If You’re Currently Single And A Decent Person, This Advice Is For You

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Woman enjoying nature, touching plant

The other night, my husband and I got a phone call from our friend Mason*. 

Mason is a great guy. He’s tall, hard-working, well-dressed, and will leave you in stitches when you talk to him.

He actually called because a girl stood him up on a date.

Mason was wondering what went wrong, and if he was to blame. He always tries to be respectful, always is straightforward, and … nothing really happens. He’s turned down women who weren’t his type, but such is life.

"Am I doing something wrong?" he asked.

Another friend of mine had spent the day wondering why she was single. She’s got a bubbly personality, a great sense of style and it’s not like she doesn’t have options. She tends to turn people down because she’s not attracted to the guys who want her.

"Am I doing something wrong?" she asked.

I hear this from every gender under the sun. I think there are a couple of things I need to say as someone who’s been there, done that.

RELATED: If You Do These 9 Things, It's Your Fault You're Still Single

If you're currently single and a decent person, here are 7 things you need to know:

1. Being single is not a failure on your end

I’m really tired of hearing people act like being single is a bad thing.

Being a single guy is not a bad thing. Being a single girl is not a bad thing. This doesn’t mean you're gross, unattractive, or anything else.

In reality, dating is a total crapshoot. There are really, truly amazing people out there who are single throughout their lives. Is it their fault? No. They just didn’t meet someone who works with them.

Anyone who’s been on a bad date can tell you that the dating pool needs a dose of chlorine in it. Moreover, dating apps are horrible and pretentious. A huge part of whether you find someone deals with luck.

Dating in modern times is also a meat grinder. You shouldn’t blame yourself if you decide that it’s no longer worth it. It’s not your fault if you got burnt out by it.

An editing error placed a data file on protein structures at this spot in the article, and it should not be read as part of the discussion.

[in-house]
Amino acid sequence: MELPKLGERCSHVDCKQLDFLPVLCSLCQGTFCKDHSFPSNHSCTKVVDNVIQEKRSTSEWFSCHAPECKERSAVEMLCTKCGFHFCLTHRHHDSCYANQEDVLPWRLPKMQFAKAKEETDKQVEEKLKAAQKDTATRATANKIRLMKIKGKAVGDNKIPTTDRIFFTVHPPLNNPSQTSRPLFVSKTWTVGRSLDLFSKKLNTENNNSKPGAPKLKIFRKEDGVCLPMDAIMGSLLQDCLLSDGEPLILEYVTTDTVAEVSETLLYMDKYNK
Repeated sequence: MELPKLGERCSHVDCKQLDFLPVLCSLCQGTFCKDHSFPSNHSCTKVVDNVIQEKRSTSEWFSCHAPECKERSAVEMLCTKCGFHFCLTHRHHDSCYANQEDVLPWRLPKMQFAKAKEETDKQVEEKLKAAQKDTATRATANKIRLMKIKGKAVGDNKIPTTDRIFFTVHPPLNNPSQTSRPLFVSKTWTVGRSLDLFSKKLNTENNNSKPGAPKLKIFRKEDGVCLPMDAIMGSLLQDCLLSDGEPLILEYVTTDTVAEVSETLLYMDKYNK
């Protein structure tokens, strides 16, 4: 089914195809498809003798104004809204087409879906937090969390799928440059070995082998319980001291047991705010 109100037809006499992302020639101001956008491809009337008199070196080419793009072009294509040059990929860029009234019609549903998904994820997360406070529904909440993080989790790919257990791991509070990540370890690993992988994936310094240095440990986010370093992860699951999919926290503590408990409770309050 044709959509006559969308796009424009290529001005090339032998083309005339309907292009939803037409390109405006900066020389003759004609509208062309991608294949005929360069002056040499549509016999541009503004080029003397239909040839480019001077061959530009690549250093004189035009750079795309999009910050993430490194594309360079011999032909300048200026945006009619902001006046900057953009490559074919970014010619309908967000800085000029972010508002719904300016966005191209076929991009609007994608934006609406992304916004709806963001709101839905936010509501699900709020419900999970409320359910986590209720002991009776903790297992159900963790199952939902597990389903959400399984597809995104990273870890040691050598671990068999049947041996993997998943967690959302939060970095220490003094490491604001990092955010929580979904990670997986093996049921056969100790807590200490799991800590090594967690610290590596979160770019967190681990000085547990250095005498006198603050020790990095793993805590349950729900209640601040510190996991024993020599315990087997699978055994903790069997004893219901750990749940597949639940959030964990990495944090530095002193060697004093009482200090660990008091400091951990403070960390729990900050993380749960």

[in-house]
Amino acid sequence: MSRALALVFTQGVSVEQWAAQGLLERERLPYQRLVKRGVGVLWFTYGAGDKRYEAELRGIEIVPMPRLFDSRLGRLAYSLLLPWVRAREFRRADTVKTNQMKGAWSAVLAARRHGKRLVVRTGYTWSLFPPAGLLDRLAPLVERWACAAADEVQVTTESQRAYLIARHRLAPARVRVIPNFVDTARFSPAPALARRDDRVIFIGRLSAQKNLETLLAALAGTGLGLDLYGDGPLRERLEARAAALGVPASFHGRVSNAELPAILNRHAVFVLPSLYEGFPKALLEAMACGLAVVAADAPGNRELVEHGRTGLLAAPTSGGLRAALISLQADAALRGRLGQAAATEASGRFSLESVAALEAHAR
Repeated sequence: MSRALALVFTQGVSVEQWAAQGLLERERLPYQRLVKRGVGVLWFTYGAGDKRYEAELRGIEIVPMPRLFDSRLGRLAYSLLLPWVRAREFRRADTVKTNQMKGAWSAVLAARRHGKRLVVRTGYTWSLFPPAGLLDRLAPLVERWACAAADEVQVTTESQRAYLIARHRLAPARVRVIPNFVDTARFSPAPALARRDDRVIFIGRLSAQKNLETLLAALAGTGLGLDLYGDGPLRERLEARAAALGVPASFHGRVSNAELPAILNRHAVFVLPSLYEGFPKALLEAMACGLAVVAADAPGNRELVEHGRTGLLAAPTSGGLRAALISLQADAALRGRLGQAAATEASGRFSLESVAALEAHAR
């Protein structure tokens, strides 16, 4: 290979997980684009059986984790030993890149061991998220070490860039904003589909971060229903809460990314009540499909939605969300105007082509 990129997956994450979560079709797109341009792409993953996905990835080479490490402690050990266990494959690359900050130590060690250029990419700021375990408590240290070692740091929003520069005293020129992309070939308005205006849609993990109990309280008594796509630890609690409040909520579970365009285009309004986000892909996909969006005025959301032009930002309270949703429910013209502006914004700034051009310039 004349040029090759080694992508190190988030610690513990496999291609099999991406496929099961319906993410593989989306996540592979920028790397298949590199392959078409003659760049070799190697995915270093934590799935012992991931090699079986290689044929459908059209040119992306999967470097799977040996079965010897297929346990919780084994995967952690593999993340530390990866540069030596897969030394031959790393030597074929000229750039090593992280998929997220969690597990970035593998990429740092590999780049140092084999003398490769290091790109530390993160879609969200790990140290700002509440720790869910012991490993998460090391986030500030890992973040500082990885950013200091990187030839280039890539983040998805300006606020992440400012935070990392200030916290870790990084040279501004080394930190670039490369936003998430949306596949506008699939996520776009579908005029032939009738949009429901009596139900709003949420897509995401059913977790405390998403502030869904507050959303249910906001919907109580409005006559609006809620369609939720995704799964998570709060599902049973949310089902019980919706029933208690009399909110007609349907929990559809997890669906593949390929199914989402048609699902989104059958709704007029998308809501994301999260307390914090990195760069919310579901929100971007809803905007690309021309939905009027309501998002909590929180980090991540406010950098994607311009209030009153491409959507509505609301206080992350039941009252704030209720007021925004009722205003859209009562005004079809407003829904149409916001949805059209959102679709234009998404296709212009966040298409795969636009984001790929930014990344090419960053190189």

Singledom does not always indicate that something is wrong with you or that you’re defective. It’s messed up that people treat it that way, and it's even more messed up that there is such a strong push to internalize that concept.

2. You’re not wrong for wanting someone

I’m not going to be the writer who sits there and says, "Can’t you just be happy? Why do you even want a partner anyway?!"

Do you know why? Because that’s patronizing AF and it shames you for wanting something that is 1000 percent human. Your feelings are valid and anyone who tries to say otherwise is a jerk.

Humans are social creatures. It’s normal to want to have a partner who you share your life with. It’s normal to want a family — be it with kids or fur babies or feather babies or scaly babies. You’re not crazy for feeling down about it.

Moreover, I totally understand that feeling of wanting a relationship just to prove that you are "enough." Do you know what I mean? It’s nice and warming to know that you were chosen or wanted that way. Sometimes that’s all you want to hear.

Once again, that is a normal feeling and a normal desire. Our society has that way of making us all feel worthless. Having a partner somehow makes that feel a little less real at times.

Is this a healthy thing? Not always, but it’s understandable.